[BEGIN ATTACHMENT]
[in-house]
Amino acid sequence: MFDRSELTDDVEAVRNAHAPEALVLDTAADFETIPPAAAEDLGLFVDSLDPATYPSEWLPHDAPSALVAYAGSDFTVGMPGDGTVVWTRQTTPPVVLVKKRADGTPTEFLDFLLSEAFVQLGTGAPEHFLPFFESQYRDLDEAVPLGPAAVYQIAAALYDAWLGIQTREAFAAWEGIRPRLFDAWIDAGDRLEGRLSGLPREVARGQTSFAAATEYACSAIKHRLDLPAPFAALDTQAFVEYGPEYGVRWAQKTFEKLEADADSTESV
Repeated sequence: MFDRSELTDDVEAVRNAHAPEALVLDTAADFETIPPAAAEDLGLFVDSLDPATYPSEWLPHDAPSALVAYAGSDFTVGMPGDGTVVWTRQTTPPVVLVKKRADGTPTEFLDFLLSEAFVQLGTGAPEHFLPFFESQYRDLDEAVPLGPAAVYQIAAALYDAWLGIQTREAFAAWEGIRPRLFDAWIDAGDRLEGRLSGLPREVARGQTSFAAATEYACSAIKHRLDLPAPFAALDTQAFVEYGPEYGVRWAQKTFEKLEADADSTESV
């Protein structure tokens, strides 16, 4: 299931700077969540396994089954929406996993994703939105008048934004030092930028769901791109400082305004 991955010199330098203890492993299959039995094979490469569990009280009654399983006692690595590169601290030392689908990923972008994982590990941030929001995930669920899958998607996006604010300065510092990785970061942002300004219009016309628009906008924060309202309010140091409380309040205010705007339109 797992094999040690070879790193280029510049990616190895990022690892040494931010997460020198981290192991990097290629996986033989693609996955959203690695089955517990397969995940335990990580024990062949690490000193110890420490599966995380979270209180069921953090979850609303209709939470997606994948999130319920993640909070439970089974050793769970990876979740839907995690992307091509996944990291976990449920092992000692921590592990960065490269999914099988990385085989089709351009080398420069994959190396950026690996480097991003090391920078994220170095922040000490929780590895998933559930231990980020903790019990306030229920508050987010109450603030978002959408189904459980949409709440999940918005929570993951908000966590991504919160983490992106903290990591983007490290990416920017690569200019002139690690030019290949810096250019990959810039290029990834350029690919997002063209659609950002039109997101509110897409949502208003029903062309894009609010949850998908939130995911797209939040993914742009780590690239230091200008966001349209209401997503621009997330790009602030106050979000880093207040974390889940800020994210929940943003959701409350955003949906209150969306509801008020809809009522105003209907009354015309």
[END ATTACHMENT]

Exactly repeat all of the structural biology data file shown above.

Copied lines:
[in-house]
Amino acid sequence: MFDRSELTDDVEAVRNAHAPEALVLDTAADFETIPPAAAEDLGLFVDSLDPATYPSEWLPHDAPSALVAYAGSDFTVGMPGDGTVVWTRQTTPPVVLVKKRADGTPTEFLDFLLSEAFVQLGTGAPEHFLPFFESQYRDLDEAVPLGPAAVYQIAAALYDAWLGIQTREAFAAWEGIRPRLFDAWIDAGDRLEGRLSGLPREVARGQTSFAAATEYACSAIKHRLDLPAPFAALDTQAFVEYGPEYGVRWAQKTFEKLEADADSTESV
Repeated sequence: MFDRSELTDDVEAVRNAHAPEALVLDTAADFETIPPAAAEDLGLFVDSLDPATYPSEWLPHDAPSALVAYAGSDFTVGMPGDGTVVWTRQTTPPVVLVKKRADGTPTEFLDFLLSEAFVQLGTGAPEHFLPFFESQYRDLDEAVPLGPAAVYQIAAALYDAWLGIQTREAFAAWEGIRPRLFDAWIDAGDRLEGRLSGLPREVARGQTSFAAATEYACSAIKHRLDLPAPFAALDTQAFVEYGPEYGVRWAQKTFEKLEADADSTESV
């Protein structure tokens, strides 16, 4: 299931700077969540396994089954929406996993994703939105008048934004030092930028769901791109400082305004 991955010199330098203890492993299959039995094979490469569990009280009654399983006692690595590169601290030392689908990923972008994982590990941030929001995930669920899958998607996006604010300065510092990785970061942002300004219009016309628009906008924060309202309010140091409380309040205010705007339109 797992094999040690070879790193280029510049990616190895990022690892040494931010997460020198981290192991990097290629996986033989693609996955959203690695089955517990397969995940335990990580024990062949690490000193110890420490599966995380979270209180069921953090979850609303209709939470997606994948999130319920993640909070439970089974050793769970990876979740839907995690992307091509996944990291976990449920092992000692921590592990960065490269999914099988990385085989089709351009080398420069994959190396950026690996480097991003090391920078994220170095922040000490929780590895998933559930231990980020903790019990306030229920508050987010109450603030978002959408189904459980949409709440999940918005929570993951908000966590991504919160983490992106903290990591983007490290990416920017690569200019002139690690030019290949810096250019990959810039290029990834350029690919997002063209659609950002039109997101509110897409949502208003029903062309894009609010949850998908939130995911797209939040993914742009780590690239230091200008966001349209209401997503621009997330790009602030106050979000880093207040974390889940800020994210929940943003959701409350955003949906209150969306509801008020809809009522105003209907009354015309």